Layer based workflow in graphics software started out as a special feature and grew to be a standard in most applications today, even in freeware. The idea of working on layers really isn’t new, light tables and cell animation have been around for a long time, they’re a material for a different story, though. ;)

Lowering opacity and blending modes are a part of the layers functionality – while transparency/opacity is pretty self-explanatory, the blending modes are a special way, you can choose, the layer is displayed and how it interacts with the artwork placed below it. You can use transparency with blending modes together, for even more possible results.

The names of the blending modes are usually the same or similar between the different software, but there’s no point in memorizing them all. In fact, which blending mode will work best is totally up to you, since some of them will give you better or worse results, depending on what you want to achieve and on what are you working, so it’s best to experiment. However, blending modes can be easily divided into distinct groups, and that’s what’s good to know, so you don’t have to take any “shots in the dark” when you’re looking for the perfect one. ;) I’ve also attached examples to give you a better idea of the effects. If you’re a technical junkie, you can find the exact formulae behind each mode in every major application – blending modes are nothing more than maths applied to color values of pixels.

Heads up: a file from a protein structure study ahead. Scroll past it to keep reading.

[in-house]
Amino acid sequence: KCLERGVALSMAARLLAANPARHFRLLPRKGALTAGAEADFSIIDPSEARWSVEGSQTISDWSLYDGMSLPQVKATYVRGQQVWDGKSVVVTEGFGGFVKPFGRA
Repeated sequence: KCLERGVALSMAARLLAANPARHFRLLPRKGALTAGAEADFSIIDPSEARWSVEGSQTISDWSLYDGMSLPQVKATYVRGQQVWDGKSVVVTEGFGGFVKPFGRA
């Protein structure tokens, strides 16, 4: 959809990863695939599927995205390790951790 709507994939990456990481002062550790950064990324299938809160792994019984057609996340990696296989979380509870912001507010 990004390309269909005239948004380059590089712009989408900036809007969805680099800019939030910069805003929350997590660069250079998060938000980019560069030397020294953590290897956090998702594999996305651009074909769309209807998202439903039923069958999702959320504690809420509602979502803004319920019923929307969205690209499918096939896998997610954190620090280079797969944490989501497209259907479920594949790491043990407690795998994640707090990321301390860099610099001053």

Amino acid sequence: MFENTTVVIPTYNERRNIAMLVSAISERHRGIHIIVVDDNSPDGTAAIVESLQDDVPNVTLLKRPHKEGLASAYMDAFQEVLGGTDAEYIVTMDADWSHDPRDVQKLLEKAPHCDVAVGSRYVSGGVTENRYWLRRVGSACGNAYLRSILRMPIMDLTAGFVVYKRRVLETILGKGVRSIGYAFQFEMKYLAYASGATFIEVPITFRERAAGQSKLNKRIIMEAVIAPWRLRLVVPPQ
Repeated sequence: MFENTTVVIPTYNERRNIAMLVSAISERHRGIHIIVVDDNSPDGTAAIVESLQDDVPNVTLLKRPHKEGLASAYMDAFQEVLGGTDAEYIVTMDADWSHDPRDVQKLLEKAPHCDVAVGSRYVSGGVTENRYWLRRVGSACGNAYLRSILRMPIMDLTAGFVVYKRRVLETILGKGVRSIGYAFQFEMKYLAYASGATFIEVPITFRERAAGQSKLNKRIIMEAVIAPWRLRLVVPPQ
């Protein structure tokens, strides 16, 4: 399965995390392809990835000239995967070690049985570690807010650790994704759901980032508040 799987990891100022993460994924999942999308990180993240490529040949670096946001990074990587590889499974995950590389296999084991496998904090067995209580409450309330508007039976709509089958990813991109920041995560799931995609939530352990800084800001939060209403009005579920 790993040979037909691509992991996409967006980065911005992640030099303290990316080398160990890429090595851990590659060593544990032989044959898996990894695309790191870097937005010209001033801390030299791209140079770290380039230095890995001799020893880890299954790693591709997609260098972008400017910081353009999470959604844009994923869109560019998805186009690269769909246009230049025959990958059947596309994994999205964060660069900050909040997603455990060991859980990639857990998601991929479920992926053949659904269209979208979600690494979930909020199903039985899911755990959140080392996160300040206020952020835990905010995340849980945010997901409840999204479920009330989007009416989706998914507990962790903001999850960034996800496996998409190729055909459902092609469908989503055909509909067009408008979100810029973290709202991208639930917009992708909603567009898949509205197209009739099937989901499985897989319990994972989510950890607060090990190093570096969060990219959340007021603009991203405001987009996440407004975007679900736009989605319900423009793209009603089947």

The blending modes in Photoshop can be divided into normal modes, darkening modes (multiplicative transparency), lightening modes (additive transparency), combined modes, inversion modes and adjustment modes.

Here the images I’ll be using to demonstrate – the top images are for the layer above, and the bottom ones will serve as a background.

Normal modes:

There are two modes here. Normal doesn’t alter the layer’s appearance in any way and dissolve displays transparencies as a random dithering pattern of fully opaque and transparent pixels. For preview, I’ve used a sprite with transparency I’ve had on hand. The checkerboard pattern is a standard of representing transparent pixels in modern graphical applications.

Darkening modes:

Using those modes, the layer will darken the image below. White pixels will become fully transparent and only the darker pixels will be visible.


Darken compares pixels of the layer above and below – if the above pixel’s value is darker than background, they will be visible, with some degree of fading. The darker color mode works in a similar way but more in a opaque/invisible 0/1 way.